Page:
By Bob Allen
Alabama state leaders were urged to repeal Common Core standards promoted by the U.S. Department of Education in a resolution adopted at the Alabama Baptist State Convention annual meeting Nov. 11-12 in Birmingham.
The resolution titled “On Parental Authority through Local and State Control of Education” urged the governor, State Board of Education and/or the Alabama legislature to replace Common Core learning standards for K-12 students in English and math “with sound, proven practices of educating and testing through local and state control of what is taught and how it is taught for the betterment of all children in the great state of Alabama.”
The initiative launched in 2009 by the National Governors Association and the Council of Chief State School Officers and adopted by 43 states is both praised and criticized. Aimed at better preparing students for college, conservative critics regard incentives by the Obama administration pressuring states to adopt the standards as a classic example of overreach by the federal government.
Common criticism by parents is that the standards make math needlessly complicated. The methods are so different from those used in the past that some parents complain they are unable to help their children with their homework.
Proponents of the new standards say teaching kids to understand the concepts behind the problem is more important than getting the right answer if American students are going to compete in science and math with higher-performing nations such as Singapore and South Korea.
The Alabama Baptist resolution affirmed that “the God-ordained family is the rightful place for inculcating values and determining career choices.” It labeled Common Core an “unproven methodology” with” little or no evidence that the level of student achievement would be raised by the Common Core Initiative.”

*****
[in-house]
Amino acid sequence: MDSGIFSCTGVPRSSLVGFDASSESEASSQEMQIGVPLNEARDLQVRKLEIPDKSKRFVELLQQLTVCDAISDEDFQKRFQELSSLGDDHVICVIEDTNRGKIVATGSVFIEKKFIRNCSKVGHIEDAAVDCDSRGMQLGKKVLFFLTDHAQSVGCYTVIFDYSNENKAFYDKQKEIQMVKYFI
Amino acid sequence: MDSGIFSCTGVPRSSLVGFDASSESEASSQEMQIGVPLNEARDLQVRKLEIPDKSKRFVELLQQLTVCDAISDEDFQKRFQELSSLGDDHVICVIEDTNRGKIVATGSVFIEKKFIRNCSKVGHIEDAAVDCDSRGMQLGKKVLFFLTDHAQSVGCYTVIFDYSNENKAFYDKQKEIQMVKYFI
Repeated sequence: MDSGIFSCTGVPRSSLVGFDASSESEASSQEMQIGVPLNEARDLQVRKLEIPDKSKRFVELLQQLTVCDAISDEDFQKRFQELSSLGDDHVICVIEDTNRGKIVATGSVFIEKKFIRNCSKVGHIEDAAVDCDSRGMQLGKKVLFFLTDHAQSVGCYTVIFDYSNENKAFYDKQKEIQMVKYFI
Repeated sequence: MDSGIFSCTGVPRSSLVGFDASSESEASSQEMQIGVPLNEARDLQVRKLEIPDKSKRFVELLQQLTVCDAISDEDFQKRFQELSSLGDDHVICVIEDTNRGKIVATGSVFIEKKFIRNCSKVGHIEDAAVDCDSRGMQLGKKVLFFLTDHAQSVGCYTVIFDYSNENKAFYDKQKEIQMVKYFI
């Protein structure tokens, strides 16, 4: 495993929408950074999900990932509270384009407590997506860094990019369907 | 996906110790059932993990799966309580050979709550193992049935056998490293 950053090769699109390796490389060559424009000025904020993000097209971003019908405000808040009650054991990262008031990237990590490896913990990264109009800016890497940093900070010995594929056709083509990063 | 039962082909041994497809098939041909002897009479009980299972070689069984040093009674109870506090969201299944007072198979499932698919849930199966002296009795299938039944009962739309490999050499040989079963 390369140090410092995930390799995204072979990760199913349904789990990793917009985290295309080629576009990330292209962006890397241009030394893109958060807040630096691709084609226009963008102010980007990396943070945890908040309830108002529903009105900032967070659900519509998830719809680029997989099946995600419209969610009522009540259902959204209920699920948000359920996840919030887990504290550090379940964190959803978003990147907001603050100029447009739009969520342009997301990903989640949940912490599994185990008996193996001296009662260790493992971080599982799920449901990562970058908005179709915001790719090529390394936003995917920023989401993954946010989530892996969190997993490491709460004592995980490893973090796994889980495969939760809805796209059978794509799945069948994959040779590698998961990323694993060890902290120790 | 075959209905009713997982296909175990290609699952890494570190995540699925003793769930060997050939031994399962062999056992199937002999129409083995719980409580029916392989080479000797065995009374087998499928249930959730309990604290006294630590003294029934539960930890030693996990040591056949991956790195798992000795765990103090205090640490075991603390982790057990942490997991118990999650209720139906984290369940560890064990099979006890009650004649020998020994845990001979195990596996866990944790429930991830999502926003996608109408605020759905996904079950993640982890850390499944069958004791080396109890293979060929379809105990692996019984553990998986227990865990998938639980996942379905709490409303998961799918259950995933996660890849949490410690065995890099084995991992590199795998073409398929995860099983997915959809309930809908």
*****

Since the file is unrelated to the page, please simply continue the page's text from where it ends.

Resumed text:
The resolution expressed confidence that “sound methods being applied in Alabama classrooms can be utilized without subservience to a federal mandate” and stood for “proven, superior education curriculum and practice chosen by state officials who will respect parental authority and respond to citizen input.”
Another resolution opposed the use of Next Generation Science Standards, which “treat evolution as an established fact” and “man-made climate change as a settled scientific fact.”
The resolution urges that public school subjects like origins science “that touch on religion be either presented objectively so that the effect is religiously neutral or omitted from the curriculum.”
Other resolutions encouraged adoption and foster care, opposed payday lending, compassion for illegal immigrants short of “amnesty” for those who are breaking the law, against anti-Semitism, affirming the nation of Israel’s right to exist, threats to religious liberty and calling for prison reform.
One resolution supported Alabama’s Health Care Rights of Conscience Act to ensure that medical professionals are not forced to participate in procedures that violate their religious views or their moral conscience, such as performing an abortion.
The convention also commended CVS pharmacies for deciding to no longer sell tobacco products in any of their stores and congratulated the state’s Woman’s Missionary Union on its 125th anniversary.